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Head in the sand

Nine in ten employees underestimate the chances of becoming unable to work through illness.

UK employees severely underestimate how common it is to be unable to work due to serious illness or injury, according to new research from insurer Canada Life.

Nine in ten workers believe the number of people off work for more than four weeks due to illness or injury each year is between 1,000 and 100,000. In reality, the Association of British Insurers estimates this figure is closer to one million.1

Many employees freely admit that they would struggle to make ends meet if they were unable to work for long periods due to illness. Mental health issues, cancer and arthritis are typical examples of illnesses that can prevent people from working, but problems like back and neck injuries can also force people out of work for unexpectedly long periods.

Duck and cover

Various forms of protection are available to cover the financial impact of illness. Income protection insurance is one such option: it replaces part of your income if you become too ill to work. It pays out until you can start working again; or until you retire, or the policy term expires.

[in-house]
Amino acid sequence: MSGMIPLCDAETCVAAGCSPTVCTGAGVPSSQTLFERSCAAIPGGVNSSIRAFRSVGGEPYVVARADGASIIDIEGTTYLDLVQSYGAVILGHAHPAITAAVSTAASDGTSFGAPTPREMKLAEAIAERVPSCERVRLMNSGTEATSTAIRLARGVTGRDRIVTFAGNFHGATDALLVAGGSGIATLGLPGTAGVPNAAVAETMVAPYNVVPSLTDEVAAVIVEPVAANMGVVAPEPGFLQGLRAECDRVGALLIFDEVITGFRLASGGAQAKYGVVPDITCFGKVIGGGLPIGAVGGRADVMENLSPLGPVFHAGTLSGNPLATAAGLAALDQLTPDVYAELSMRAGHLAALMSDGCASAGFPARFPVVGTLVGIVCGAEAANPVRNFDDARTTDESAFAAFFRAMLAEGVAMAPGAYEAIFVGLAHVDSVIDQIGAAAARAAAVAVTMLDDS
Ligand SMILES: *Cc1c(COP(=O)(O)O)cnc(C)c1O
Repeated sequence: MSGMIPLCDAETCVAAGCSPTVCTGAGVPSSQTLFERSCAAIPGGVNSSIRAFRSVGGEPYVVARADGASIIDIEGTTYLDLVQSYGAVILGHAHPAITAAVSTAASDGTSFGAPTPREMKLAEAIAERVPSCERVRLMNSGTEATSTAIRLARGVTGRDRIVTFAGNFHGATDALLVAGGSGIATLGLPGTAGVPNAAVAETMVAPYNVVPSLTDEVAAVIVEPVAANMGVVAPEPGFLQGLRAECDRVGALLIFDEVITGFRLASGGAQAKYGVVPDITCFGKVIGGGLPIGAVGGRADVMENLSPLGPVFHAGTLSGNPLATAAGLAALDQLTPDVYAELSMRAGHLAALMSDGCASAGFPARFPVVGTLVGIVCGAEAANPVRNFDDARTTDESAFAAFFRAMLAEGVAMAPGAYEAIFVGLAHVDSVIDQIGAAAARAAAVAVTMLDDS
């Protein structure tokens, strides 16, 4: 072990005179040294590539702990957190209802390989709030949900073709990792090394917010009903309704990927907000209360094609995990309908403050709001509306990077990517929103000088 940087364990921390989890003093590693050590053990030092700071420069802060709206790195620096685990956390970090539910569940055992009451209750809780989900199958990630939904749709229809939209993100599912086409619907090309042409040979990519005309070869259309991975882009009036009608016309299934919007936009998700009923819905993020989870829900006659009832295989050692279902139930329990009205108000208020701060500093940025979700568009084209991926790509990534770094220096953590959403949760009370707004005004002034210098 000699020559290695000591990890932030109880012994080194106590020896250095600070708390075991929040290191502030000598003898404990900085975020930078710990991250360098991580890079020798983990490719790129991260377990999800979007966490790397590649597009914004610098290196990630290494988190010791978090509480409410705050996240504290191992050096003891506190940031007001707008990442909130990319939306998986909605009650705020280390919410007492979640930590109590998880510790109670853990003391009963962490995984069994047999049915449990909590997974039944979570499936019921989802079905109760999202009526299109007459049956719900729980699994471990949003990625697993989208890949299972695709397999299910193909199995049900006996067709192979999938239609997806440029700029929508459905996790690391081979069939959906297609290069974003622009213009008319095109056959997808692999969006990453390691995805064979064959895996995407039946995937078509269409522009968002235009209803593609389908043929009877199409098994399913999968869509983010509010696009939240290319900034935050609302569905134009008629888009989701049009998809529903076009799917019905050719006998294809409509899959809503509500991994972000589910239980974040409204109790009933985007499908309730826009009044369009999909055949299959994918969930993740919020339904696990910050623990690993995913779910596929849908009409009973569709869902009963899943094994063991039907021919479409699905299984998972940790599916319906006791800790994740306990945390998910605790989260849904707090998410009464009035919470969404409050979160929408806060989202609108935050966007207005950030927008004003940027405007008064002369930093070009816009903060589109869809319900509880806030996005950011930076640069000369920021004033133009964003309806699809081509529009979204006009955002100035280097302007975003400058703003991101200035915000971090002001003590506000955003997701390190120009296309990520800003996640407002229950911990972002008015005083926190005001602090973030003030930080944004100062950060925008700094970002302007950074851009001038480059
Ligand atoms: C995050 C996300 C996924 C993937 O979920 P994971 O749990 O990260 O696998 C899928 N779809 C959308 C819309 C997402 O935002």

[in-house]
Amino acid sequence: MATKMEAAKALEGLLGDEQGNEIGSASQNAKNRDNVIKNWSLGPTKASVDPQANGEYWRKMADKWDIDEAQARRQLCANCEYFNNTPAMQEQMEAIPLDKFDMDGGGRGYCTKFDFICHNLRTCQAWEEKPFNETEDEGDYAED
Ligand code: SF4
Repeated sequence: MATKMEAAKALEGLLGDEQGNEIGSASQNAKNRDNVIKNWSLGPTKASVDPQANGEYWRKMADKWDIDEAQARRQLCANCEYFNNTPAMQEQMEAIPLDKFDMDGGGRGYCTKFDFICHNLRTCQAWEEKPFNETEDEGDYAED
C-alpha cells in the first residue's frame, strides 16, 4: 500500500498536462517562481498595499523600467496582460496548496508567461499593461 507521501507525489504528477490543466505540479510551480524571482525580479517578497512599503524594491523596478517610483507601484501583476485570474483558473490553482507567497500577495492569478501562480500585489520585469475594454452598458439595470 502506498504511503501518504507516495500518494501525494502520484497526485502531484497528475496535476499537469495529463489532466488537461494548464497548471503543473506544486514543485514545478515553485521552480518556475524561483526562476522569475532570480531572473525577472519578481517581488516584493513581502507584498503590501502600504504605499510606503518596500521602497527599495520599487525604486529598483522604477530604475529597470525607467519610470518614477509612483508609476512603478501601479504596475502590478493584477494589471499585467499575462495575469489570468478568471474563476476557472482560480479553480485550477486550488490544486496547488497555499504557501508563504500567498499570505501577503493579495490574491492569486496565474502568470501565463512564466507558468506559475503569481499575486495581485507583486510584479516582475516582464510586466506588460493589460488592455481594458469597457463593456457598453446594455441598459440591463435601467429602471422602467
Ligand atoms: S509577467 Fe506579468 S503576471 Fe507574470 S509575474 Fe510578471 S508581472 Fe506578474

However, more than three in five employees do not have any form of income protection, equivalent to 19.3 million people2. The ‘head in the sand’ approach is one of the most common reasons for not arranging cover, with more than a quarter of those without a policy saying they would rather take the risk and 18%2 believing they will never need income protection.

Despite hoping they will never need it, 31%2 of employees without income protection would be worried about how to survive financially in the event of an injury or illness that prevents them from working, rising to 45%2 of workers with two children.

Unless a form of protection is provided through your employer’s benefits package, then you should look to arrange your own cover. It’s important to look at which illnesses and injuries are included when selecting a policy, so that you know exactly what situations are likely to be covered. An adviser will be able to recommend policies to fit with your age, occupation and health.

1 Welfare Reform for the 21st Century, Association of British Insurers, September 2014

2  Canada Life, August 2016


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